The categorization of Buddhism along geo-political lines is perhaps the most common organizing principle today. It also tends to be accepted uncritically. Thus we find, without explanation, such expressions as “Indian Buddhism,” “Tibetan Buddhism,” “Chinese Buddhism,” “Burmese Buddhism,” and so on. These categories predominate not only in popular representations of Buddhism, such as the Buddhist magazines, but also in textbooks of both “world’s religions” and of Buddhism, in academic societies, and publishing, and perhaps the most durable entrenchment, in academic appointments (full disclosure, my own title is that of Professor of “Japanese Buddhism”). The general absence of discussion regarding contemporary geo-political divisions as the organizing principle for the field of Buddhist studies, much less its justification, suggests implicitly that dividing the field along these lines is unproblematic — that it is a simple reflection of things just as they are. Naturalized in this way, the categories become hegemonic, molding both decisions regarding research and the ways in which research is presented. The category system and its consequences need to be consciously evaluated, either so that they may be used with more nuance, or replaced with less problematic and (one hopes) more intellectually productive ones.

Read the rest of this post at the OUPBlog here.

IASBS Now Affiliated RSO with AAR

Tuesday, June 26, 2012, 1:04 pm

The North American District of the International Association of Shin Buddhist Studies is happy to announce that we have been accepted by the American Academy of Religion (AAR) as a Related Scholarly Organization (RSO).

The AAR is North America’s largest professional organization for scholars of religion. Each year, the AAR hosts an annual meeting drawing thousands of religious studies scholars together. RSOs, mainly smaller academic and professional organizations, benefit from their affiliation with the AAR by being included in the AAR’s promotional materials as well as being able to host meetings, conferences, and symposia in conjunction with the annual meeting.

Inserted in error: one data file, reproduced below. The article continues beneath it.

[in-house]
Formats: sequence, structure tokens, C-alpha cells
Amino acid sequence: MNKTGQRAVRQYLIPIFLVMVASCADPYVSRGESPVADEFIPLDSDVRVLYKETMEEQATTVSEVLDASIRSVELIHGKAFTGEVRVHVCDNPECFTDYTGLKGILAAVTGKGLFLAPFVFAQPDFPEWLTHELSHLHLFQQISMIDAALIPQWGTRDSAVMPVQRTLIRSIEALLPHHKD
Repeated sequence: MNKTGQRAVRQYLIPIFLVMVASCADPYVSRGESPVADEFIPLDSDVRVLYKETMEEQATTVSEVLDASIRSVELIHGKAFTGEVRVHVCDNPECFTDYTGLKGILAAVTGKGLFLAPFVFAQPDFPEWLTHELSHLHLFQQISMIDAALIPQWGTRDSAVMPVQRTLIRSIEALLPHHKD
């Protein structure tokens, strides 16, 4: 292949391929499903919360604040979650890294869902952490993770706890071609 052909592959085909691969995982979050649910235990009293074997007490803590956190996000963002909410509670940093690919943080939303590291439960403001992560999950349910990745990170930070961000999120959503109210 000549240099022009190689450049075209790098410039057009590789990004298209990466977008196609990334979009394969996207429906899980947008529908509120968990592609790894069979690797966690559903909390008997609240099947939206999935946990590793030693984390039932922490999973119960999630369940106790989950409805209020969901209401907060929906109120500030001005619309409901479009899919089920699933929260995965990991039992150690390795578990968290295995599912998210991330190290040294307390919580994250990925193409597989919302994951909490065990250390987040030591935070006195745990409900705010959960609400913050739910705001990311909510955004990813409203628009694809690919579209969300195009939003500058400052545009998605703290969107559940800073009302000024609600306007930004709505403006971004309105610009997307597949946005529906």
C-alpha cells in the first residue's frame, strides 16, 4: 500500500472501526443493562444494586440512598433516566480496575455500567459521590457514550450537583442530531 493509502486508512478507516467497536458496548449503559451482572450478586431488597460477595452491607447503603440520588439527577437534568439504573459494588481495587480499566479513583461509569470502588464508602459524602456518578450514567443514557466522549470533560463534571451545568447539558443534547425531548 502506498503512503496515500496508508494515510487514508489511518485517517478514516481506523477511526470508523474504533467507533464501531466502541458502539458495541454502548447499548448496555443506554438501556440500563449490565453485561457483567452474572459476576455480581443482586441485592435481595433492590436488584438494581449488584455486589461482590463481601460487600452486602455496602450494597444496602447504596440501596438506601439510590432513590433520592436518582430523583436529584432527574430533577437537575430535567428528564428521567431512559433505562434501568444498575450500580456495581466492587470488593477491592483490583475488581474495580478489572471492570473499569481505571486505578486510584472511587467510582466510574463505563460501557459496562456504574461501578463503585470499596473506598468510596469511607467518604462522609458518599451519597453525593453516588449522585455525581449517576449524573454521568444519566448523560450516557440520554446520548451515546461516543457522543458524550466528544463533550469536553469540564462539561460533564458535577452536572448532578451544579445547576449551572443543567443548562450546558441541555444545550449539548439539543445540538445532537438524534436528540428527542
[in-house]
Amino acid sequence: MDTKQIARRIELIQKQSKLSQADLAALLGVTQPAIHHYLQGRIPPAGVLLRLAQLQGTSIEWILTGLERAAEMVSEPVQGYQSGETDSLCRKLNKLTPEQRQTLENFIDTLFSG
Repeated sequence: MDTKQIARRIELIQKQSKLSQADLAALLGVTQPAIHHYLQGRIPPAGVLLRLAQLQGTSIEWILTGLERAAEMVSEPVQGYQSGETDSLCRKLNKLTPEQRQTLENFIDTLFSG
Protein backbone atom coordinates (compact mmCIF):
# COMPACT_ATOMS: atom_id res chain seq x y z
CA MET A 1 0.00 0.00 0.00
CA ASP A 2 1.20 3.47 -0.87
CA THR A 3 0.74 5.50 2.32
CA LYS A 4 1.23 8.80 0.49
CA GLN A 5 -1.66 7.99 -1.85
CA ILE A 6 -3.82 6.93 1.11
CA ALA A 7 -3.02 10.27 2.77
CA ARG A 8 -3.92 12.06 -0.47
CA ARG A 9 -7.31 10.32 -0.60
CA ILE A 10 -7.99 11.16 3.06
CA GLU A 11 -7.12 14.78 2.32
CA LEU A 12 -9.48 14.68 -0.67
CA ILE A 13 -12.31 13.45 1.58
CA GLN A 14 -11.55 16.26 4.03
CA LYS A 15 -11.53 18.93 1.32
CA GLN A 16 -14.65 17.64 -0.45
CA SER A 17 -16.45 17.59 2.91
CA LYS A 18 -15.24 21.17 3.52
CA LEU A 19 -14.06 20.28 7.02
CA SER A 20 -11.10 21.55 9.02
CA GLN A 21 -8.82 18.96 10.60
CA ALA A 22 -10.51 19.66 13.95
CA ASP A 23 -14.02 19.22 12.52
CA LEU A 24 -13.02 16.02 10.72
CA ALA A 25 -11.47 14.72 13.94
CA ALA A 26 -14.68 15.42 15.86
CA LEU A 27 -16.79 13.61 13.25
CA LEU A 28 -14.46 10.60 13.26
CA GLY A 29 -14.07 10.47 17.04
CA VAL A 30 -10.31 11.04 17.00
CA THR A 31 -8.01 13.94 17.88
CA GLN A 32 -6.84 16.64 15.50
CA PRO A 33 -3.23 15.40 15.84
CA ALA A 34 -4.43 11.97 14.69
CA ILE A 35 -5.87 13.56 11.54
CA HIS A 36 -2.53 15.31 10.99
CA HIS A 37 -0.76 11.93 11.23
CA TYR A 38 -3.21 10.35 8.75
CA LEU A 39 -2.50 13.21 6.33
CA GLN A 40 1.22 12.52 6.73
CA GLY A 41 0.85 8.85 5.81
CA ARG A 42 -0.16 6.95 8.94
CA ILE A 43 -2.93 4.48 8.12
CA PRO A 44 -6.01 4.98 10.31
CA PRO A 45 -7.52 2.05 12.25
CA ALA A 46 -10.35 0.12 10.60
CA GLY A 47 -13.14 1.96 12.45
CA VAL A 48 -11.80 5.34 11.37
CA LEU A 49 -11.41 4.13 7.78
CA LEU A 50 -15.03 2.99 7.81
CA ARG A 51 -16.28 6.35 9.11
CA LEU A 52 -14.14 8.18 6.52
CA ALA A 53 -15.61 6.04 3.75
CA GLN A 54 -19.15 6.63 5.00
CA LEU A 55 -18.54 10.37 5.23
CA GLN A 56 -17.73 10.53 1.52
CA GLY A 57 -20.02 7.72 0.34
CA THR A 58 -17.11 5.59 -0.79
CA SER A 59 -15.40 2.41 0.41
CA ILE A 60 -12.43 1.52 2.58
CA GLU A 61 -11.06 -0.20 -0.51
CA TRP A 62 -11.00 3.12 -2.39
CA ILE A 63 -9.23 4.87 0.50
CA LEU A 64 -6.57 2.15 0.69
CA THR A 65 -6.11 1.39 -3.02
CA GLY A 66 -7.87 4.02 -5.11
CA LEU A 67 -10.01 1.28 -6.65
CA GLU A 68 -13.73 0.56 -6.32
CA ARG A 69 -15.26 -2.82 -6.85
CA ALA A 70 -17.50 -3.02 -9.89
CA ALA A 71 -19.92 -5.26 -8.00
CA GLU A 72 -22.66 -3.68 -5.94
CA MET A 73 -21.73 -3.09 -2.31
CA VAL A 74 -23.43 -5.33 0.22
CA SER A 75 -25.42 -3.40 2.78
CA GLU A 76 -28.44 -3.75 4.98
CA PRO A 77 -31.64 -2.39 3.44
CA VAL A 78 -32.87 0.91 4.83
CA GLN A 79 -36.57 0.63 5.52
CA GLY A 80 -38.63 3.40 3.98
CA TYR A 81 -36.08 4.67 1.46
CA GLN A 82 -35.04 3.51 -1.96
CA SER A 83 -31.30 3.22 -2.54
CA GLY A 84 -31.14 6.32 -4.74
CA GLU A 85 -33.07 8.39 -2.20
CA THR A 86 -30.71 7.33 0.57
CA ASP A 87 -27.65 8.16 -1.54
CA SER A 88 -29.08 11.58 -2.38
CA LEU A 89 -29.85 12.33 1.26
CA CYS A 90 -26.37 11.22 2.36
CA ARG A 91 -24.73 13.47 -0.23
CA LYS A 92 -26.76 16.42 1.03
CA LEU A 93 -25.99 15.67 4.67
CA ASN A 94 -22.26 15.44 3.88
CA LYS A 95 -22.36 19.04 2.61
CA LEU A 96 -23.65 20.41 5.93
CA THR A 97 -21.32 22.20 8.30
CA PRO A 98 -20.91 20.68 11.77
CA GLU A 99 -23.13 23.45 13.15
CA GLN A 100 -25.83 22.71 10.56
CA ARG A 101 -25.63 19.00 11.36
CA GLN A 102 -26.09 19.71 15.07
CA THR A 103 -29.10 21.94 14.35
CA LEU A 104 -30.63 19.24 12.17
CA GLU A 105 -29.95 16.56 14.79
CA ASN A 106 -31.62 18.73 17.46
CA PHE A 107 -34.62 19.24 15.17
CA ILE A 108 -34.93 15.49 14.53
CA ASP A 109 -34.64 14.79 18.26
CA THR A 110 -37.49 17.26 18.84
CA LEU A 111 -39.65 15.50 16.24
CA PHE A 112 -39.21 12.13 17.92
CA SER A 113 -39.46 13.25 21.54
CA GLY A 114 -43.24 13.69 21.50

As an RSO, the North American District of the AAR will be able to provide a regular venue for scholars to meet and share their work on Pure Land Buddhism. Our hope is to be able to bring Pure Land Buddhist Studies to the attention of a broader array of religious studies scholars.

RSO status will go into effect immediately. During the 2012 AAR annual meeting in Chicago, members of the North American District Steering Committee will meet to discuss how best to use this new status. We hope to begin offering an annual symposium at the AAR annual meeting beginning in 2013.

For more information, please visit the IASBS website.

Buddhist Studies at the AAR

Wednesday, November 16, 2011, 11:47 am

The American Academy of Religion is the largest professional organization for scholars of religion in North America. Since 1981, the Buddhism Section within the AAR has been the most stable and diverse forum for Buddhist studies scholars to meet and share their work.

Every autumn, the AAR hosts a national conference bringing together scholars, students, and practitioners of a wide diversity of religious traditions. And this year’s conference is in San Francisco. So you can be sure that faculty and staff from the Institute of Buddhist Studies will be in attendance!

IBS Core Faculty member Scott Mitchell has prepared information on some of the Buddhist-related events at this weekend’s conference. Of note are a panel on Pure Land Buddhist Studies, the Buddhism in the West consultation, and a reception honoring the late Leslie Kawamura. Check out his faculty blog for more info.

You can follow our Twitter account or Facebook page for more updates. We’ll be posting from the AAR Annual meeting all weekend!

Toshihide Numata Book Prize Presentation and Symposium

November 4, 2011
3:00 pmto7:00 pm

The Toshihide Numata Book Prize Presentation and Symposium, hosted by the Group in Buddhist Studies at the University of California, Berkeley, will be held at the Jodo Shinshu Center on Friday, November 4, 2011, 3–7:30 pm.

More details are forthcoming. Please contact the Group in Buddhist Studies for more information.